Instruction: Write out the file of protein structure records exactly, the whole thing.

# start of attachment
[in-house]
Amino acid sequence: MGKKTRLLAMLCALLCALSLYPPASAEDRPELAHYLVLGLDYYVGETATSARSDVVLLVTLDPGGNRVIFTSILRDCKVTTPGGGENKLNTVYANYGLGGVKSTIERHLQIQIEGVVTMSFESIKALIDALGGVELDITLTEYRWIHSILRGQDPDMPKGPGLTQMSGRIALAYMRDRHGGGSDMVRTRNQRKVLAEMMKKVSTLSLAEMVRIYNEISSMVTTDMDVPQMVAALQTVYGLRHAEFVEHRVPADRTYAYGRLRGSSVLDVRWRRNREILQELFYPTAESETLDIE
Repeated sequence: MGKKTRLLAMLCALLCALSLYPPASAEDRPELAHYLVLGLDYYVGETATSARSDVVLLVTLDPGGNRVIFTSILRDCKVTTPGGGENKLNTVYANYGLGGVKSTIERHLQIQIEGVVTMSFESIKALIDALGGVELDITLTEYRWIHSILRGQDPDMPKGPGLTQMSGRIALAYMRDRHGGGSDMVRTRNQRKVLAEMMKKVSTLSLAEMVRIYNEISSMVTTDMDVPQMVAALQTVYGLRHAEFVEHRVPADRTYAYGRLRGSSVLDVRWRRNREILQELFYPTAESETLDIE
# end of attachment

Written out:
[in-house]
Amino acid sequence: MGKKTRLLAMLCALLCALSLYPPASAEDRPELAHYLVLGLDYYVGETATSARSDVVLLVTLDPGGNRVIFTSILRDCKVTTPGGGENKLNTVYANYGLGGVKSTIERHLQIQIEGVVTMSFESIKALIDALGGVELDITLTEYRWIHSILRGQDPDMPKGPGLTQMSGRIALAYMRDRHGGGSDMVRTRNQRKVLAEMMKKVSTLSLAEMVRIYNEISSMVTTDMDVPQMVAALQTVYGLRHAEFVEHRVPADRTYAYGRLRGSSVLDVRWRRNREILQELFYPTAESETLDIE
Repeated sequence: MGKKTRLLAMLCALLCALSLYPPASAEDRPELAHYLVLGLDYYVGETATSARSDVVLLVTLDPGGNRVIFTSILRDCKVTTPGGGENKLNTVYANYGLGGVKSTIERHLQIQIEGVVTMSFESIKALIDALGGVELDITLTEYRWIHSILRGQDPDMPKGPGLTQMSGRIALAYMRDRHGGGSDMVRTRNQRKVLAEMMKKVSTLSLAEMVRIYNEISSMVTTDMDVPQMVAALQTVYGLRHAEFVEHRVPADRTYAYGRLRGSSVLDVRWRRNREILQELFYPTAESETLDIE